That didn’t satisfy Comella, who said “nothing can make up for the fact that the MoveOn.org ad was so egregious, even The New York Times admits it did not meet its own standards for placement.”
Nor did it placate the American Conservative Union, which had previously filed an FEC complaint alleging the Times discount amounted to an illegal in-kind corporate contribution.
“There was intent here to violate the law,” said Bill Lauderback, the group’s vice president. He called on the FEC to fine both the Times and MoveOn.org. “You can’t simply argue, ‘Well, we didn’t mean to.’”
Actually, you can. And federal election law generlly grants a 30-day window for refunding contributions that appear to be illegal.
Technically, the FEC, which would acknowledge only that it received the MoveOn.org complaint, could determine that the brief time in which MoveOn.org benefited from the discount constituted an illegal corporate loan.
But the agency is not known for taking such an aggressive approach to enforcement and the episode may prove more significant for the rhetorical ammunition it is providing.
Foes of campaign finance rules joined in, merrily pointing out that the Times may have run afoul of the campaign laws its editorial board has backed aggressively.
They also assert their arguments about the treachery of policing political speech are bolstered by the apparent disagreement within the Times about whether the ad violated the paper’s policy against running personal attack ads.
“Here is a story that is just rich in irony,” said Bob Bauer, a leading Democratic election lawyer who often takes to his blog to rebut Times editorials calling for stricter regulations on political spending.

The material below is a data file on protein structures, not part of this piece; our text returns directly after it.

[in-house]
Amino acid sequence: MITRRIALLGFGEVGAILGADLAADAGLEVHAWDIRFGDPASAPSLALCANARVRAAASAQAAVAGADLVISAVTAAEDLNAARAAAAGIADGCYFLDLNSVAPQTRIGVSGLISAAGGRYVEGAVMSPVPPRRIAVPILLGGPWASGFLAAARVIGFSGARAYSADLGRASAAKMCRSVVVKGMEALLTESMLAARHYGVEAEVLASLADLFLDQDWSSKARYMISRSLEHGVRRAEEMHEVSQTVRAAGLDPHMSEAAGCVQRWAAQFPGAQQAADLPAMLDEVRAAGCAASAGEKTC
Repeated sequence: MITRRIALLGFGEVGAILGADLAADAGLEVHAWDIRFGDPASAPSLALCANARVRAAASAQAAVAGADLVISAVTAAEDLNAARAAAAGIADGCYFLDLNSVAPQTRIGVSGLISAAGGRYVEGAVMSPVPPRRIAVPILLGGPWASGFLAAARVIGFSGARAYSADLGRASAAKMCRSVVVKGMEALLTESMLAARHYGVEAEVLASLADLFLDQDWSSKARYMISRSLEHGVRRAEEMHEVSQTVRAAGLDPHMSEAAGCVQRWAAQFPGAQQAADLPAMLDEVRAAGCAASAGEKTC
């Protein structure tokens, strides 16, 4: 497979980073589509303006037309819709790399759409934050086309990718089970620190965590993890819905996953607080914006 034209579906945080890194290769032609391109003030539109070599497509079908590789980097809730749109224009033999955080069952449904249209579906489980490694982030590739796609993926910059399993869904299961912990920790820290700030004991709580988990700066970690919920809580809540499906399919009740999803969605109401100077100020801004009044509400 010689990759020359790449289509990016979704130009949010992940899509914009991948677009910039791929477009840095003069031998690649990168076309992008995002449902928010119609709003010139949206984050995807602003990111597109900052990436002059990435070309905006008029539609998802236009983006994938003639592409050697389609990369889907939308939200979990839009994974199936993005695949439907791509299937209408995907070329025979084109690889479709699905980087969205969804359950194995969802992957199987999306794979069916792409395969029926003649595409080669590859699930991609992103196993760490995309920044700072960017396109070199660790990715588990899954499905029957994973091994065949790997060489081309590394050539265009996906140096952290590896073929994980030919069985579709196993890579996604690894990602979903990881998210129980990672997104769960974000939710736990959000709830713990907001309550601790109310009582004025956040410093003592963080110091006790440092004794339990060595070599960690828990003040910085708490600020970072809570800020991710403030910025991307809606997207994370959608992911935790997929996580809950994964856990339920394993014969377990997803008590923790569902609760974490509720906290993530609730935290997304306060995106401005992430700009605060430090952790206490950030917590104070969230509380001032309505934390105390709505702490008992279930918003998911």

Bauer, who is known for pushing the envelope of campaign finance laws on behalf of his Democratic clients, including Illinois Sen. Barack Obama’s presidential campaign, called the paper’s editorial board “a huge player” in the debate over campaign finance laws.
“The editorial sting of The New York Times has been felt on the Hill in a way that has really made a difference to the debate,” he said.
In a blog post, he expressed hope that the MoveOn incident would “soften” the Times’ “sermonizing” in favor of “restrictions on speech that is not its own,” and he called on the paper to release its response to the conservative union’s complaint.
Rep. Tom Davis of Virginia, the top Republican on the House Oversight and Government Reform Committee, called on Congress to examine both the Times’ intent and the effectiveness and enforceability of the law.
“It strains credulity” that the discounted rate was a mistake, Davis wrote in a letter asking committee Chairman Rep. Henry A. Waxman (D-Calif.) to schedule hearings on the matter. “It is time for The New York Times to answer publicly, on the record and under oath for its conduct.”
Waxman’s spokeswoman did not respond to e-mail and telephone messages.
Times spokeswoman Catherine Mathis declined to discuss details of the two ads, saying: “We do not disclose ad rates for any one advertiser or our discussions with them.”